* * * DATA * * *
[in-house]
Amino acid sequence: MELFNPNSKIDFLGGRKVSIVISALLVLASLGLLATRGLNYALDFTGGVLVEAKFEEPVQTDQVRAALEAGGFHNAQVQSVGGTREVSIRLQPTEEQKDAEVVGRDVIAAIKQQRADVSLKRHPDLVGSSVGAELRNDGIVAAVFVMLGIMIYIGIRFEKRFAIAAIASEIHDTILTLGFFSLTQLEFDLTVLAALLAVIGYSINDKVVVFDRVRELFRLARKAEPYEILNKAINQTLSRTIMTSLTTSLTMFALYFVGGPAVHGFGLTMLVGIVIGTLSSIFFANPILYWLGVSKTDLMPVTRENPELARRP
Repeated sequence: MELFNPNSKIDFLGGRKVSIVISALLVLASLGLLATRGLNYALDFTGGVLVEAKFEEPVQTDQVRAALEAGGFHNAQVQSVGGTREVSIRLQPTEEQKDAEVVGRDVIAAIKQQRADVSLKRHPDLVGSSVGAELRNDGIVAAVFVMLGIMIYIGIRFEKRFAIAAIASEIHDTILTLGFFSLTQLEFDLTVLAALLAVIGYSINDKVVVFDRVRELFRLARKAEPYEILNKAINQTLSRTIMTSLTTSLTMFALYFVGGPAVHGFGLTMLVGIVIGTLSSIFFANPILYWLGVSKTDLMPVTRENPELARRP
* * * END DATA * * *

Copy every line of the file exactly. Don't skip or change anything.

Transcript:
[in-house]
Amino acid sequence: MELFNPNSKIDFLGGRKVSIVISALLVLASLGLLATRGLNYALDFTGGVLVEAKFEEPVQTDQVRAALEAGGFHNAQVQSVGGTREVSIRLQPTEEQKDAEVVGRDVIAAIKQQRADVSLKRHPDLVGSSVGAELRNDGIVAAVFVMLGIMIYIGIRFEKRFAIAAIASEIHDTILTLGFFSLTQLEFDLTVLAALLAVIGYSINDKVVVFDRVRELFRLARKAEPYEILNKAINQTLSRTIMTSLTTSLTMFALYFVGGPAVHGFGLTMLVGIVIGTLSSIFFANPILYWLGVSKTDLMPVTRENPELARRP
Repeated sequence: MELFNPNSKIDFLGGRKVSIVISALLVLASLGLLATRGLNYALDFTGGVLVEAKFEEPVQTDQVRAALEAGGFHNAQVQSVGGTREVSIRLQPTEEQKDAEVVGRDVIAAIKQQRADVSLKRHPDLVGSSVGAELRNDGIVAAVFVMLGIMIYIGIRFEKRFAIAAIASEIHDTILTLGFFSLTQLEFDLTVLAALLAVIGYSINDKVVVFDRVRELFRLARKAEPYEILNKAINQTLSRTIMTSLTTSLTMFALYFVGGPAVHGFGLTMLVGIVIGTLSSIFFANPILYWLGVSKTDLMPVTRENPELARRP